My current ‘employers’ are an opinionated four-year old and a strong-willed two year-old, sometimes we have a power struggle over who’s really in charge. Lucy once asked me if I had a job and I replied: “Looking after you”. But I don’t feel worthy to call it a job because I don’t work 9 to 5, commute, earn wages, gossip at the water-cooler or get a proper lunch break! 

 Before I was a mum, at parties, when asked my job, eyes lit up when I said I was a journalist. “How exciting!” they gasped. Now, when asked, I reply, “A mum,” and eyes wander over to the celery sticks and humus.

 Being a full-time mum is both rewarding and challenging – a job like no other. We’re in a privileged position and full-time working mothers may envy us. However, we mustn’t forget who we were. I am going to make more effort to remember the woman pushing a pram isn’t just a mum, but someone who had another identity. Maybe we could talk more about our other life and we may realise we have more in common than just our children

Moving on…

Very un-originally, I moved from South West London with my husband and two children and three goldfish because we wanted to swap the hustle and bustle for a calmer , semi-rural existence.

We rented for six months in a new house where the landlady inspected for dust with white gloves and with a straight face she handed us a DVD of the inside of the oven. The fascinated DVD, which sadly, is not on general release, showed us how clean the oven should be when we moved out. If ever there were warning signs to head for the hills – that was it.

After 6 months of being terrified of making any mess, I won’t mention the iron burn on the carpet or the crayon cat scribble on the wall…we bought a family house – that’s the good news, the bad news is we had to pack up our belongings – again.

On the plus side, moving is a great excuse to de-clutter especially with the mountain of pink and blue plastic fantastic my children had accumulated. My two children, have far too many toys languishing in their toy box. I had a plan, I decided to wait for both of them to be at school, while I sorted out their toys. I mean how hard can it be?

I used to think one teddy was enough, but I was reliably informed by a pre-school teacher, that when holding a teddy bear’s picnic, you need more than one teddy to attend – something I had never thought of. So, I kept Big Ted, Little and Medium-sized Ted, but couldn’t justify average sized teddy so he flew into the charity bag.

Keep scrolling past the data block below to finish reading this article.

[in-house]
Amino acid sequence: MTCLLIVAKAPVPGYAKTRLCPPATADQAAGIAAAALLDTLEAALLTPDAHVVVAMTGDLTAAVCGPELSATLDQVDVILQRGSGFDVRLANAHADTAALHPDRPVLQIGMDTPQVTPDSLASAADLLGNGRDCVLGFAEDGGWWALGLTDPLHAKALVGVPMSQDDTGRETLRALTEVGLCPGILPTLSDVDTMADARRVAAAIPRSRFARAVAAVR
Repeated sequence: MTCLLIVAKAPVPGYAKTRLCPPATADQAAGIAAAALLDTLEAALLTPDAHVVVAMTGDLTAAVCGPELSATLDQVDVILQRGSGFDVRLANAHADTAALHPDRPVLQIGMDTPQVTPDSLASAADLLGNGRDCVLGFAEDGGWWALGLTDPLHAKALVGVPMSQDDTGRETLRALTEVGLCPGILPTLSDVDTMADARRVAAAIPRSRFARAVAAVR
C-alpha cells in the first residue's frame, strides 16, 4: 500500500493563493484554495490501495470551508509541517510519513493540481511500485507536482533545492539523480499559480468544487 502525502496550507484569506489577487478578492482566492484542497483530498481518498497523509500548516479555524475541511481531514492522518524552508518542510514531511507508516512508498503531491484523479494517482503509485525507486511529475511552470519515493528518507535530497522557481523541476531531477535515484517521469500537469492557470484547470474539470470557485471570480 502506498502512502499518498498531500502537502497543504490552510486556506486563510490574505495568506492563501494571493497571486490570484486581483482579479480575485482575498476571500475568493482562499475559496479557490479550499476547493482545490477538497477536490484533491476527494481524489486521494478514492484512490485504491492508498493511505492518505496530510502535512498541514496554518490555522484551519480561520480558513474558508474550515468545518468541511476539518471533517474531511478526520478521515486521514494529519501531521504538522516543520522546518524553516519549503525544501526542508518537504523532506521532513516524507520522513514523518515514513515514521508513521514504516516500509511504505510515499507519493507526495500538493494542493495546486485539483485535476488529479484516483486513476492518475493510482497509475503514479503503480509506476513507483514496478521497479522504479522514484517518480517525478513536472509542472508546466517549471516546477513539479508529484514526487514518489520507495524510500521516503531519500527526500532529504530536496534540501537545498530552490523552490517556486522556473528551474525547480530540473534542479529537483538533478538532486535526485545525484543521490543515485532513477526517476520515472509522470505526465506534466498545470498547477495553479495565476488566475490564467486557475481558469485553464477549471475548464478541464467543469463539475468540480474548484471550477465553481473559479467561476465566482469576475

I also discovered a box of tiny, white baby grows, which had been worn when my babies were just a few days old. I know it’s ridiculous, but I wasn’t ready to let them go – yet. Toys I had less attachment to, but these perfect, tiny, cotton baby grows held some very special memories.

After rooting around for a few hours, I was delighted with the mound of toys I had accumulated, pencils with no lead, toys with annoying sounds and a pair of wonky fairy wings. Other rejects included scary plastic dolls with no souls and books that had never been loved and a collection of  touch and feel books ..That’s not my…mosquito, Amex card, fault! I proudly packed the toys in a bag ready to go to the charity shop and felt quite satisfied. That is until my daughter Lucy came back.

With hawk-eye precision, she made a bee line for the bag: “Are these for me, just me?”Every and I mean every toy was gleefully and ceremoniously pulled out of the bag, each with a new compliment. “I was wondering where this teddy had gone, I LOVE him. He is my most favourite.” She even thanked me for sorting out her toys. My secret top-secret mission to de-clutter was blown.

Oh dear, what’s a mum to do? Lucy hadn’t taken any notice of these toys – until TODAY! So, I did the only thing I could do, with a clear conscience and heavy heart I sorted out my own bursting at the seams wardrobe. There was one thing I managed to throw away and that was the oven DVD!